I had no idea what my average speed was, how many miles I had left, or what my power numbers looked like during the ride – because I never looked at my watch. It was all I could do to take one hand off the of the handlebars to grab and try to eat a gel. I still managed to pass lots of people along the 40K (24.8 mile) bike course, moving up 2 spots in my Age Group and 40 spots Overall. My bike split was over 3 minutes slower than last year, which I will contribute to the cautious riding!
1:14:04 (20.1 mph)
Avg Power = 212W
5th out of 39 in my Age Group
After saying a quick thank you prayer, I racked my bike, put on a dry pair of socks, slipped on my shoes and hat and was out into the rain. I was a full minute slower in T2 this year, but I didn’t change socks last year and everything just moves slower when it’s raining!
I was feeling good with my dry socks. Until I stepped in an ankle-deep puddle about 100 yards into the run. I was unavoidable. So my feet were instantly soaked. I started at a comfortable pace because I didn’t know how my foot was going to feel. I ran the first mile in 7:31 and felt good, so I dug a little deeper. Did I mention that it was still raining? Puddles everywhere. Miles 2 and 3 went by fast, 7:04 ad 7:09 respectively. I still felt good, so I pushed it some more. Mile 4 was logged in 7:00 flat. I knew that there was a long, steady hill coming, so I tried to push it before I got back out on Neyland Drive. The climb starts at about the 5.5 mile mark and ends at the finish line. I knew I was slowing down and I kept checking my watch to see my current pace. My goal was to keep it under 8 minute miles. Mile 5 was 7:33 and mile 6 was 7:36. I “sprinted” the last half mile or so and finished my run 2 minutes and 18 seconds faster than last year. I held on to 7th place in my Age Group during the run and passed 14 people to move up to 75th Overall. I felt some dull pain in my foot a few times, but just blocked it out. It really didn’t start hurting until I was loading up the car to drive home.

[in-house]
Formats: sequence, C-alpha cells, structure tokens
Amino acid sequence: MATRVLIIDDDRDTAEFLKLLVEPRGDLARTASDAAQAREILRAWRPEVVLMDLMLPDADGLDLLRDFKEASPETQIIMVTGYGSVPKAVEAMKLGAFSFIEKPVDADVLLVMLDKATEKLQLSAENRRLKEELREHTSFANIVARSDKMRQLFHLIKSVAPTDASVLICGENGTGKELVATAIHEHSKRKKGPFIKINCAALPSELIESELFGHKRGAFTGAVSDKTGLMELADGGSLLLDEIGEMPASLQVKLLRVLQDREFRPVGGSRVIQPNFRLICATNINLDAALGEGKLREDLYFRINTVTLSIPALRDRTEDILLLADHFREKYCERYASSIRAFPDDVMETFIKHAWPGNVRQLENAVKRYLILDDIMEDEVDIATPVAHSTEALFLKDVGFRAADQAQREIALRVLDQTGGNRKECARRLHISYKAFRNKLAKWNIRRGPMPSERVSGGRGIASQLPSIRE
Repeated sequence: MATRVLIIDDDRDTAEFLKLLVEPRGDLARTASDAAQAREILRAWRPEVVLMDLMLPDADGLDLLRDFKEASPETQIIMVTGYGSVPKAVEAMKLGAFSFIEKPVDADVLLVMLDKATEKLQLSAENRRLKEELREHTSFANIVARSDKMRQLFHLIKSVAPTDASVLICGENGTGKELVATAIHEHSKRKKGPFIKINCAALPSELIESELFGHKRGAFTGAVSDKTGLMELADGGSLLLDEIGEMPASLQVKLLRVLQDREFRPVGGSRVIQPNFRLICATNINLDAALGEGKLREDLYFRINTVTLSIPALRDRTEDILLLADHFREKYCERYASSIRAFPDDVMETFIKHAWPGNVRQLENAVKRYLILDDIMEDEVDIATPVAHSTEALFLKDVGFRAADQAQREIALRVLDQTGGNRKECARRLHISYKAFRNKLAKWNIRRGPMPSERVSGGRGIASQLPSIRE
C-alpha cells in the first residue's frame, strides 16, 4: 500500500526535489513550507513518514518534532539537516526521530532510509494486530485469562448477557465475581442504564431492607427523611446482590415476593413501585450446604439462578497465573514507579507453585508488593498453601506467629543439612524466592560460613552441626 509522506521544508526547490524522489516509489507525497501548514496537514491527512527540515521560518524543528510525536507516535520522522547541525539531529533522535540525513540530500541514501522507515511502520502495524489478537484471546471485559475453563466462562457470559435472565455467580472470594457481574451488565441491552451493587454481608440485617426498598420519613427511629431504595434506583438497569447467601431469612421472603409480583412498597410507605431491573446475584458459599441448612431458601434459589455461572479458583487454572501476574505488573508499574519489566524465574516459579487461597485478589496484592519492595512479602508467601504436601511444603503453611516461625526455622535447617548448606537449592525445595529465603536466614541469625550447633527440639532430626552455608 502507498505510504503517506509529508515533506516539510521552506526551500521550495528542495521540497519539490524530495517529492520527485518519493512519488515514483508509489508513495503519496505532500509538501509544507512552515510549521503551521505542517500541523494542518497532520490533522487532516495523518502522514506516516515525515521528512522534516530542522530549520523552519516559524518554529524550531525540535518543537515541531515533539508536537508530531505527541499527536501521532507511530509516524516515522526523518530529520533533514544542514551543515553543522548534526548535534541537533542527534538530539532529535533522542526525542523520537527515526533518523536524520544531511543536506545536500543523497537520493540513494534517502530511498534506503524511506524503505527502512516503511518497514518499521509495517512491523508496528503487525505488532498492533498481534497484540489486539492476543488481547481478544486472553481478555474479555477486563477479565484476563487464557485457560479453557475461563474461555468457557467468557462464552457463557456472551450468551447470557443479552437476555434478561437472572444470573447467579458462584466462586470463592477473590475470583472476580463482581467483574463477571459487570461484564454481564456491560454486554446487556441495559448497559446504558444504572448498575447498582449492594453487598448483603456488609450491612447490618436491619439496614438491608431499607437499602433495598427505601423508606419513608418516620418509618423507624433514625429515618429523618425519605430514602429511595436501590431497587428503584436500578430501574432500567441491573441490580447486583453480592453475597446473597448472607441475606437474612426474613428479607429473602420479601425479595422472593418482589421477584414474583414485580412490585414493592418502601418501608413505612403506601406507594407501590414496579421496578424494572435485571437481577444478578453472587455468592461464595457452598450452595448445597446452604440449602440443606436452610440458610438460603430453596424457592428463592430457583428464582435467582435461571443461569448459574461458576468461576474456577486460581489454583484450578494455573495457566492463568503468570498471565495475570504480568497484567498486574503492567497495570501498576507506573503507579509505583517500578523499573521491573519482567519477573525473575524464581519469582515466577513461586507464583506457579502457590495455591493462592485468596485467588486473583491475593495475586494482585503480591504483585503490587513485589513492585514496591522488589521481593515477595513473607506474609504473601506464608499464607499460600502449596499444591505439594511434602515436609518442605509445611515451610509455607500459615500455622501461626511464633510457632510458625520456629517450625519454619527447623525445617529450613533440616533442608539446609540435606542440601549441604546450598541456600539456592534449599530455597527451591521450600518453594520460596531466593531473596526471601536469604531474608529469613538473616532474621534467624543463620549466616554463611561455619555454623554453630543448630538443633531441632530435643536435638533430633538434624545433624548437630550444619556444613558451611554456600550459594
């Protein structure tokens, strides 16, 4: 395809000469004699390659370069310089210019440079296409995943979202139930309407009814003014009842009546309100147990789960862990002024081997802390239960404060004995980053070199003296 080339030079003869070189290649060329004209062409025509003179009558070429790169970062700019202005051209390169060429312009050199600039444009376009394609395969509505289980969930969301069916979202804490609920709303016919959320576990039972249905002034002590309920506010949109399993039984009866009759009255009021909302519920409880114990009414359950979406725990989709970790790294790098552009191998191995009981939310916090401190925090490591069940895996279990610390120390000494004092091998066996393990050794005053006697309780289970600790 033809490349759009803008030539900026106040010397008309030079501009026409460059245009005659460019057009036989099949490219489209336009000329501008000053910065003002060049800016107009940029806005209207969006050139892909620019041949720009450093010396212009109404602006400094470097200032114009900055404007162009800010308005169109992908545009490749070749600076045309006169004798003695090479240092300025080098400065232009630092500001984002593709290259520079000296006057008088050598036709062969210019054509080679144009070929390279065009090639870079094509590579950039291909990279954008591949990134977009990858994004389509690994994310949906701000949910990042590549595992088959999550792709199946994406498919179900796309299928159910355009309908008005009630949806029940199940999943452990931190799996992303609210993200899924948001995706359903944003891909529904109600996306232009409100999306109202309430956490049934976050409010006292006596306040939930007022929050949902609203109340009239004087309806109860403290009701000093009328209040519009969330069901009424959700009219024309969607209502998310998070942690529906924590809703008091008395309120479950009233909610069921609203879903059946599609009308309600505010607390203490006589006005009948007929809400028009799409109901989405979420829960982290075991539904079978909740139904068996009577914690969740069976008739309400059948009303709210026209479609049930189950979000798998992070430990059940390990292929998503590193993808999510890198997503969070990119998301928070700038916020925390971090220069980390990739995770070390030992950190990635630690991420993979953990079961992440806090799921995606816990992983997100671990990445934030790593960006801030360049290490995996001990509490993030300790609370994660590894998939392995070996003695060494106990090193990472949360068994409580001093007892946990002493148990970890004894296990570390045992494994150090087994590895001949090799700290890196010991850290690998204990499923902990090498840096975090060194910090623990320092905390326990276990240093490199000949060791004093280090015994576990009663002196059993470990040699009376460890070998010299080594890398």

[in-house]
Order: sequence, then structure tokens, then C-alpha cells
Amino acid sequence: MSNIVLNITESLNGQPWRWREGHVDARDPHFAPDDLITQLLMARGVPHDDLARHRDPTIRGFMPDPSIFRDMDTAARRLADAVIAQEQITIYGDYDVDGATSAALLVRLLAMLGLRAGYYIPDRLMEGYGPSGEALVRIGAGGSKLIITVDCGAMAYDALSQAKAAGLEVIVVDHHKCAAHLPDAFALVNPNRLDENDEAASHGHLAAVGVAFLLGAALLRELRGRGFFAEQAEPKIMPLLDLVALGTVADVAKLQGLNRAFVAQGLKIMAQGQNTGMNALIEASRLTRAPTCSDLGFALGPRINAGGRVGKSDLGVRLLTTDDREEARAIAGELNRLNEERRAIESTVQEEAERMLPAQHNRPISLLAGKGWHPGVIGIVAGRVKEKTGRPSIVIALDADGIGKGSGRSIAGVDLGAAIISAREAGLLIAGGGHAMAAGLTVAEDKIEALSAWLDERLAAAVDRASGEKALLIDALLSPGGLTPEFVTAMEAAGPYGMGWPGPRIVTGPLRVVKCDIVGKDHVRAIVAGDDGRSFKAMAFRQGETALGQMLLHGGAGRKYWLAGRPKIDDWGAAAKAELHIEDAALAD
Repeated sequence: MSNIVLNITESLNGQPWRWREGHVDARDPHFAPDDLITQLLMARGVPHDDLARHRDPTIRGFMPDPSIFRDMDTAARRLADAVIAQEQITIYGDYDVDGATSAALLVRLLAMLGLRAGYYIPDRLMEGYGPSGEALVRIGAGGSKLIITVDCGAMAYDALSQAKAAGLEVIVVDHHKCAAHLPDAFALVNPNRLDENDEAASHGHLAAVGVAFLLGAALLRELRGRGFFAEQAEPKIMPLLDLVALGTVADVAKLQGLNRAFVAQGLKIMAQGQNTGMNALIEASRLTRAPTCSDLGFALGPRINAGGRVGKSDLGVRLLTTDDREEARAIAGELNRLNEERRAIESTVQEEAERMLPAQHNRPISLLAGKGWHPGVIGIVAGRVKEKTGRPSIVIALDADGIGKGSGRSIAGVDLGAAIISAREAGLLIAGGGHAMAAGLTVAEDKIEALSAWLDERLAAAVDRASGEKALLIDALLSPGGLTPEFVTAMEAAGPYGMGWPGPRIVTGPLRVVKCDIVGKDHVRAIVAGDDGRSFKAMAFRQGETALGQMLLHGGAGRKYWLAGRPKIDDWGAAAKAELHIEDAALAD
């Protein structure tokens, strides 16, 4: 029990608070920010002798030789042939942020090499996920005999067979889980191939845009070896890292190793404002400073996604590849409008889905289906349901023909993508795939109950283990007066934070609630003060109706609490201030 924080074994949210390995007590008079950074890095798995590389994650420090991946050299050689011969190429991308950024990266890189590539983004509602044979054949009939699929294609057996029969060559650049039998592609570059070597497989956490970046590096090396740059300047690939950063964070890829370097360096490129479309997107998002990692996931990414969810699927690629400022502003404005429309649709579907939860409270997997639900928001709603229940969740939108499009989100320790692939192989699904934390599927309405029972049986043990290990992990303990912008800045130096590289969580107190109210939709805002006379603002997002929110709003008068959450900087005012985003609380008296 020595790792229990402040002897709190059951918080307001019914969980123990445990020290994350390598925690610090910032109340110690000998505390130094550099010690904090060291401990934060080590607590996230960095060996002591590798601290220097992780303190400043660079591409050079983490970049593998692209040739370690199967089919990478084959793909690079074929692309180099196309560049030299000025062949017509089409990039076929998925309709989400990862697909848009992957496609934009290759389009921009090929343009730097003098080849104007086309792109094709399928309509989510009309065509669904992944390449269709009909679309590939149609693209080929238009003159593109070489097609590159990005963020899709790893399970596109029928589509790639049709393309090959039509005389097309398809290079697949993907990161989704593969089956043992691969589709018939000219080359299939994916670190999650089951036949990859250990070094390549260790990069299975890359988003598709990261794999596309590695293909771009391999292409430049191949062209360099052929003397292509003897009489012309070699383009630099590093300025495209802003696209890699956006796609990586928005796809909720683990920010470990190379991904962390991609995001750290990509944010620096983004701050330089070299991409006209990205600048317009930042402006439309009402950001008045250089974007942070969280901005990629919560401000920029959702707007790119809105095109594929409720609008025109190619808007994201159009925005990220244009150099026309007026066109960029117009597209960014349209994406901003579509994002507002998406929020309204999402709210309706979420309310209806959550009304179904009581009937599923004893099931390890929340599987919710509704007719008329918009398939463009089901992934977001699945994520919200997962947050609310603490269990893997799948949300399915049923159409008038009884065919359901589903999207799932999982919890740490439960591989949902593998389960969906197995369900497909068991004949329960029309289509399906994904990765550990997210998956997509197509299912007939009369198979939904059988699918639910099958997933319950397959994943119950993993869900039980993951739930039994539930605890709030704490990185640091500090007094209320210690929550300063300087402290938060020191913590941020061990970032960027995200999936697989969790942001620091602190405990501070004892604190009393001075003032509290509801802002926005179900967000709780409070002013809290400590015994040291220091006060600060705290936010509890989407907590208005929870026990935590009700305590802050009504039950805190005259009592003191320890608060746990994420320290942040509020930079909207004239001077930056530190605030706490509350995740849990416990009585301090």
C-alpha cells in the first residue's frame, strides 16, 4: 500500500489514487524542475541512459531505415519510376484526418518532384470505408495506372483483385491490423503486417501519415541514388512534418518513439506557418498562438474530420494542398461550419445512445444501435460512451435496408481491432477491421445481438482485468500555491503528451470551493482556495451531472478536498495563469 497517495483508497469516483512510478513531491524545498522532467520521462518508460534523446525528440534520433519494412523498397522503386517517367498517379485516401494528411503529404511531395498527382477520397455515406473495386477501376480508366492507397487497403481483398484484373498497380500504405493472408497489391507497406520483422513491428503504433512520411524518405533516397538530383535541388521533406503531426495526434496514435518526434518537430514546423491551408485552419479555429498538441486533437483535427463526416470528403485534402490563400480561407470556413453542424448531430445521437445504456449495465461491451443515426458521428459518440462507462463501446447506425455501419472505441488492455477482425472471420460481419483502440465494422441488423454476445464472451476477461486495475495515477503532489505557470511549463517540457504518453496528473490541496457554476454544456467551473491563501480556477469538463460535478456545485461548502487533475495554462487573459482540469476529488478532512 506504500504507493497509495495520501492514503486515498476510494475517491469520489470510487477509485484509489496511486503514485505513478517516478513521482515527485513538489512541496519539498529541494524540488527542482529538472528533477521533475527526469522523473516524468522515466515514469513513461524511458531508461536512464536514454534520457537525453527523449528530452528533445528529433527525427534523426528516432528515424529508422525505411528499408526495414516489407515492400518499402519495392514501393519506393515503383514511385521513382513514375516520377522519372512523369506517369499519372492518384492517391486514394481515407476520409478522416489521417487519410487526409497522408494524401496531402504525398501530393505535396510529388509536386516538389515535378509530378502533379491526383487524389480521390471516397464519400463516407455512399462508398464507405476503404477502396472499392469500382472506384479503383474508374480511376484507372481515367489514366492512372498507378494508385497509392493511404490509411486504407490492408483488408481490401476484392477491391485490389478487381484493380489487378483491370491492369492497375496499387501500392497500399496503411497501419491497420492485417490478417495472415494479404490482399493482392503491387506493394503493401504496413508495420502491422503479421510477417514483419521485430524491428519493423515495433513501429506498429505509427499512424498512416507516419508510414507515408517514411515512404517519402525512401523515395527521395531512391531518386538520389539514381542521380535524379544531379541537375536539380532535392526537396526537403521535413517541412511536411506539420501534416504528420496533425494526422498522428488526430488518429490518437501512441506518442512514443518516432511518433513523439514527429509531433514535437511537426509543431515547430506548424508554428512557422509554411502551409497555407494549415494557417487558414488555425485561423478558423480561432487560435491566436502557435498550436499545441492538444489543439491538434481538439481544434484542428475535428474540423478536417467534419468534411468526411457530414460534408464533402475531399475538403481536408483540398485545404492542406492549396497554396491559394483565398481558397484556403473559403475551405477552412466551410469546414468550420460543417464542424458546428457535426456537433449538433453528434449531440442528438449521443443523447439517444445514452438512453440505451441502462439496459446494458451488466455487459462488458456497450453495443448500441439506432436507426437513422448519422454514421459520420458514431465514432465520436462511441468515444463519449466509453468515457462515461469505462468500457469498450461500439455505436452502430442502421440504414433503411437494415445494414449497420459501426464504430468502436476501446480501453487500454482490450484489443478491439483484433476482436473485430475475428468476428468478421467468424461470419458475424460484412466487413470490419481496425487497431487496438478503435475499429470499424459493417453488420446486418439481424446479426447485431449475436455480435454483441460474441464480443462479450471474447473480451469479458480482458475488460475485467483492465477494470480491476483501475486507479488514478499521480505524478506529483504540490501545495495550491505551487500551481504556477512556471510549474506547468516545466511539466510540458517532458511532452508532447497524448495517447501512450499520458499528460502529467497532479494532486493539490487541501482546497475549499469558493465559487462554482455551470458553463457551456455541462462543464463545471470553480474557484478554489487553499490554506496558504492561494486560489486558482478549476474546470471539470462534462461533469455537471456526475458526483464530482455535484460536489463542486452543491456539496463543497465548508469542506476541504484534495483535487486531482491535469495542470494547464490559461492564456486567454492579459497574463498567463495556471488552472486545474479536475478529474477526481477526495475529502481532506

9th out of 39 Age Group
Despite the continual onslaught of rain, Jessica brought the two older kids down to the finish line to watch me come across. She’s an amazing wife and mother. She was very supportive the whole weekend and I couldn’t do any of this without her.
7th out of 39 in my Age Group
75th out of 355 Overall
Lots of people have asked me about the race. I’ve used the word “miserable” several times. While the race was not very much fun because of the cold water and the non-stop rain, it was still triathlon…and I love it.
|Me with Kate and Adrian after the race
Special thanks to Patrick at Meridian Acupuncture and Kevin at Rudy Ellis Sports Medicine for treatments on my foot leading up to the race. I wasn’t sure if I would be able to run the full 10K. Not only did I run it, I set a PR for a 10K run in an Olympic distance race!
2XU C:2 wetsuit
Aqua Sphere Kayenne goggles
Pearl Izumi Select Tri Suit (pictured to the left)
Tifosi Dolomite sunglasses
Argon 18 E-112 Triathlon bike
Bike Javelin aero helmet
DeFeet Running Socks (no blisters!)
Asics Gel-Noosa Tri 7 shoes
- (1) Medium Sweet Potato (ate this in the bathroom of our hotel room – yum)
- Water bottle with NUUN tablet
- (1) GU Chomps – ate about 30 minutes before race start
- (1) 24oz. bottle of water
- (2) GU Roctane gels (one at 20 minutes, one at 40 minutes)
- Water at every aid station, Gatorade at last two aid stations